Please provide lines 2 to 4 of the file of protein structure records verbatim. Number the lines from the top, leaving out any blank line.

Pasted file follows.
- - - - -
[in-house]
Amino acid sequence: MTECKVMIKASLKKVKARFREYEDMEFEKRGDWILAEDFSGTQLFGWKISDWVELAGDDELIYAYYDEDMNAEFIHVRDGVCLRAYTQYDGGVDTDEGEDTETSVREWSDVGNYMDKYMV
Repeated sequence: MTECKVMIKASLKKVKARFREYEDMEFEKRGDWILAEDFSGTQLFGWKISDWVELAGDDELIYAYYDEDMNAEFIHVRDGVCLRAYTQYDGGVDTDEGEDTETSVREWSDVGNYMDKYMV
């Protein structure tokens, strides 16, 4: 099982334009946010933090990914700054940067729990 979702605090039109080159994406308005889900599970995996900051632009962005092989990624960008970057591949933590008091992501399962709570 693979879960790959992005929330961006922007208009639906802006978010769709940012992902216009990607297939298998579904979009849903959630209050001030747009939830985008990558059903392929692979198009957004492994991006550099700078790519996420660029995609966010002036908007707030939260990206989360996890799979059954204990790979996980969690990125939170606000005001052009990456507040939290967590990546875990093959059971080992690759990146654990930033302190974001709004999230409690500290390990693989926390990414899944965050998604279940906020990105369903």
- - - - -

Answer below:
Amino acid sequence: MTECKVMIKASLKKVKARFREYEDMEFEKRGDWILAEDFSGTQLFGWKISDWVELAGDDELIYAYYDEDMNAEFIHVRDGVCLRAYTQYDGGVDTDEGEDTETSVREWSDVGNYMDKYMV
Repeated sequence: MTECKVMIKASLKKVKARFREYEDMEFEKRGDWILAEDFSGTQLFGWKISDWVELAGDDELIYAYYDEDMNAEFIHVRDGVCLRAYTQYDGGVDTDEGEDTETSVREWSDVGNYMDKYMV
């Protein structure tokens, strides 16, 4: 099982334009946010933090990914700054940067729990 979702605090039109080159994406308005889900599970995996900051632009962005092989990624960008970057591949933590008091992501399962709570 693979879960790959992005929330961006922007208009639906802006978010769709940012992902216009990607297939298998579904979009849903959630209050001030747009939830985008990558059903392929692979198009957004492994991006550099700078790519996420660029995609966010002036908007707030939260990206989360996890799979059954204990790979996980969690990125939170606000005001052009990456507040939290967590990546875990093959059971080992690759990146654990930033302190974001709004999230409690500290390990693989926390990414899944965050998604279940906020990105369903």